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How Porcupine miners put their skills to use during the First World War

In this edition of Remember This, the Timmins Museum: National Exhibition Center looks back on recruitment and jobs during the First World War
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Thirteen soldiers and one officer stand outside the recruiting Office for Forestry Draft, in Timmins. Timmins Museum photo

From the Timmins Museum: National Exhibition Center:

The impact of the war was immediately felt the morning the war broke out. Men looked for the next thrill and adventure and joined up by the dozen.

Six hundred young men went to the trenches from Timmins. These men were mostly young and newly working rather than experienced professionals. The Porcupine Advance listed 100 men who joined the Pioneer Regiment’s 2nd Battalion and only six were identified professionals and merchants.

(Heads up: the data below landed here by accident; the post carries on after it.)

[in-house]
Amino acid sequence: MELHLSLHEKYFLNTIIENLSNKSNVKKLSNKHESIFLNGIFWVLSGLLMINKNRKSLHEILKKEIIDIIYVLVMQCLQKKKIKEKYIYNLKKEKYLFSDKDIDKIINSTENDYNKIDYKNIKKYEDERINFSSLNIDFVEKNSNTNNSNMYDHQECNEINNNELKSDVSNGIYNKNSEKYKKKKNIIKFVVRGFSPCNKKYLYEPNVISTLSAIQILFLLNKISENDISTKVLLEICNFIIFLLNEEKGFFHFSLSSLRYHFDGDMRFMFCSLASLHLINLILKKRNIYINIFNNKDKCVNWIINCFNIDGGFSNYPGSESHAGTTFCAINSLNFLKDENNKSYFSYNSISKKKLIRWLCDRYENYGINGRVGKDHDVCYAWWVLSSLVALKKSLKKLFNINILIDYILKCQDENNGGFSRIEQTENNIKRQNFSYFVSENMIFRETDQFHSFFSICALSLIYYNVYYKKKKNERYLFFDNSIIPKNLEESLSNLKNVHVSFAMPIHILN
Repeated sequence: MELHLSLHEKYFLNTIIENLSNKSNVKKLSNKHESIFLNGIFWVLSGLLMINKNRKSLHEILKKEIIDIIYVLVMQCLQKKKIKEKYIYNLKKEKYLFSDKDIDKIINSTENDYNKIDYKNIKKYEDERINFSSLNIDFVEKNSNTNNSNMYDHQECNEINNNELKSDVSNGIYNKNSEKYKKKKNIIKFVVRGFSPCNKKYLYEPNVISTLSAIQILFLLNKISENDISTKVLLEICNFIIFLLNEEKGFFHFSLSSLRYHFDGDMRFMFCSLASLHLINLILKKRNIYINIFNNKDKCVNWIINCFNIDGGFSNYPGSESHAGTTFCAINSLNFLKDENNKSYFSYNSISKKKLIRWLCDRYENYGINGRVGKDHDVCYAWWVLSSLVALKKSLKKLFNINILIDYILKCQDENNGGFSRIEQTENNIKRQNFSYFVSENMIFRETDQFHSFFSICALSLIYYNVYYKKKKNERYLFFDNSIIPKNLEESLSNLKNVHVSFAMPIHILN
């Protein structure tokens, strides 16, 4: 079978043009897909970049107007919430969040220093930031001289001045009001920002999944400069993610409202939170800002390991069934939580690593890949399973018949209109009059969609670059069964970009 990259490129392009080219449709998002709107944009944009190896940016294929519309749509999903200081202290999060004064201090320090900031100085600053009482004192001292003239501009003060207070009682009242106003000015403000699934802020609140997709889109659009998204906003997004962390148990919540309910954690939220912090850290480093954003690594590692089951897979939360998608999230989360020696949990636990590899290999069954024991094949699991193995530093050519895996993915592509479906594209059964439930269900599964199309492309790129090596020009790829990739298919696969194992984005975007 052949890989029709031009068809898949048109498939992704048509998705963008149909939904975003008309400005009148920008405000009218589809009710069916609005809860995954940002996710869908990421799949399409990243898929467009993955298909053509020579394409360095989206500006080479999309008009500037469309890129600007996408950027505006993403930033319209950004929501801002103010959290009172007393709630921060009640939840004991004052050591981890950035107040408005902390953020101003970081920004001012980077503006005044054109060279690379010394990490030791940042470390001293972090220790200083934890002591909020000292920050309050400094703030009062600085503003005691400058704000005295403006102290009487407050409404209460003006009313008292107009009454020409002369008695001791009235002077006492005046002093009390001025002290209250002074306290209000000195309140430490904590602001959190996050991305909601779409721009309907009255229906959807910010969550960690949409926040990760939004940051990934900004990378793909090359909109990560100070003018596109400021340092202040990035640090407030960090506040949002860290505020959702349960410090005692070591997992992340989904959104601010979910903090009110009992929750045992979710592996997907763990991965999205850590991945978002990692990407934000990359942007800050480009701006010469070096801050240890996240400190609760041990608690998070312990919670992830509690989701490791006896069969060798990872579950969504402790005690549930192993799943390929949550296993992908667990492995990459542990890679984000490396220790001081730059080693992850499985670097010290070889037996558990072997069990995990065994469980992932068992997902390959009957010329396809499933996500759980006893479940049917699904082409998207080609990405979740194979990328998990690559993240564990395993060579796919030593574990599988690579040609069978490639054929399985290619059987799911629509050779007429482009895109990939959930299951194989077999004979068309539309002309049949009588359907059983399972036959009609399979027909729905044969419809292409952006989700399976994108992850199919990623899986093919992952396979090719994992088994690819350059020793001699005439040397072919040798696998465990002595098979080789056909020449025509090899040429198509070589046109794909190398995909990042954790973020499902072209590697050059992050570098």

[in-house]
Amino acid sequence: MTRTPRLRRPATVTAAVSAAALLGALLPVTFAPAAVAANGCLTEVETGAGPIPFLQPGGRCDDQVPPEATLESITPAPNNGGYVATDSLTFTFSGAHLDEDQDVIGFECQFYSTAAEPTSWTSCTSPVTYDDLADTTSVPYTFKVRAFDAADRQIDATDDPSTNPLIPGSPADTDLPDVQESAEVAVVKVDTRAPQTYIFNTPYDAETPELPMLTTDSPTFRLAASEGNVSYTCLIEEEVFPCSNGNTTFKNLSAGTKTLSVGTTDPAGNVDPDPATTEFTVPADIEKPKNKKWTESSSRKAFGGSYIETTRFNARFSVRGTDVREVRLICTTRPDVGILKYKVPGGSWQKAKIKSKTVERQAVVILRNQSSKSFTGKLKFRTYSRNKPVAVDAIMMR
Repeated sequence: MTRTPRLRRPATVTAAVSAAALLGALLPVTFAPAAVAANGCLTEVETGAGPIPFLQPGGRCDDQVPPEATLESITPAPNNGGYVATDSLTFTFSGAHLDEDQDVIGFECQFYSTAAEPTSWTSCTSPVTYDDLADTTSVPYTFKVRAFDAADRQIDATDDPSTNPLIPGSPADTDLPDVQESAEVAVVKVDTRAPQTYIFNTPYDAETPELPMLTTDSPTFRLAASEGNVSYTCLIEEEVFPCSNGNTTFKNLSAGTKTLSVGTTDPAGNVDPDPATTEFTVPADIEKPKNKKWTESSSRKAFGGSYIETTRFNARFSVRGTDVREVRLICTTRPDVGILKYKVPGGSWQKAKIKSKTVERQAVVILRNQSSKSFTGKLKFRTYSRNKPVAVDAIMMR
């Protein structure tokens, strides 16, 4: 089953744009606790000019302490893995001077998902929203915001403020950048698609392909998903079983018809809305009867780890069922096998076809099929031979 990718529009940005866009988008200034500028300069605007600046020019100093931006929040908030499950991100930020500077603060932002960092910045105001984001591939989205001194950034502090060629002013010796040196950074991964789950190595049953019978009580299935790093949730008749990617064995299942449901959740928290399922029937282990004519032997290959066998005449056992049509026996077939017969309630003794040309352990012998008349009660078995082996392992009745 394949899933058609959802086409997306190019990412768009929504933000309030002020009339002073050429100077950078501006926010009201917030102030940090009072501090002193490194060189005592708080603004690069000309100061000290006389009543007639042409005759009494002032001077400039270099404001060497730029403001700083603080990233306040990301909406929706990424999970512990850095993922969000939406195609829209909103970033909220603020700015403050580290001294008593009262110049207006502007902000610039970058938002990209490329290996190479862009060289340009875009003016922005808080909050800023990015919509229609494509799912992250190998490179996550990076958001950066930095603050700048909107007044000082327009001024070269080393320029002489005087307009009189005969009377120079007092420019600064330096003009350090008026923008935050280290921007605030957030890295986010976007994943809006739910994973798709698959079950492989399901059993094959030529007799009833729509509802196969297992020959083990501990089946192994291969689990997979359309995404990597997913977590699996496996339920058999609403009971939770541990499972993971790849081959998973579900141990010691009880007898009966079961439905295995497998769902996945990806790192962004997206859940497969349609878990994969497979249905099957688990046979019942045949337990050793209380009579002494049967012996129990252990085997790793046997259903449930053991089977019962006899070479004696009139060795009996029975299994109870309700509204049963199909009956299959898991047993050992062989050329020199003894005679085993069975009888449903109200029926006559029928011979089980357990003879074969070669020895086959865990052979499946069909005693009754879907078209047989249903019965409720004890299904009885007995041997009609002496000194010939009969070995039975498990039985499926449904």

The men from the Porcupine camp could sign up in the Canadian Expeditionary Forces at J.P. Bartleman’s shop which served as their local recruiting bureau. The building was located in what is now the City Hall parking lot on the corner of Cedar Street and Algonquin.

Many of the first to enlist ended up in 58th Infantry Battalion. Many miners who enlisted became overseas-engineers or sappers. The 2nd Battalion, the Canadian Pioneers, called for miners familiar with tunnel construction; therefore, miners were extensively used along the front for their underground skills which became handy when digging tunnels was needed. They took on some of the most dangerous jobs which required long tiring days in the soil. One of their main jobs was to lay explosive charges under enemy territory to provide hidden access routes to the front lines under the battlefields of France.

Each week, the Timmins Museum: National Exhibition Centre provides TimminsToday readers with a glimpse of the city’s past.

Find out more of what the Timmins Museum has to offer at www.timminsmuseum.ca and look for more Remember This? columns here.




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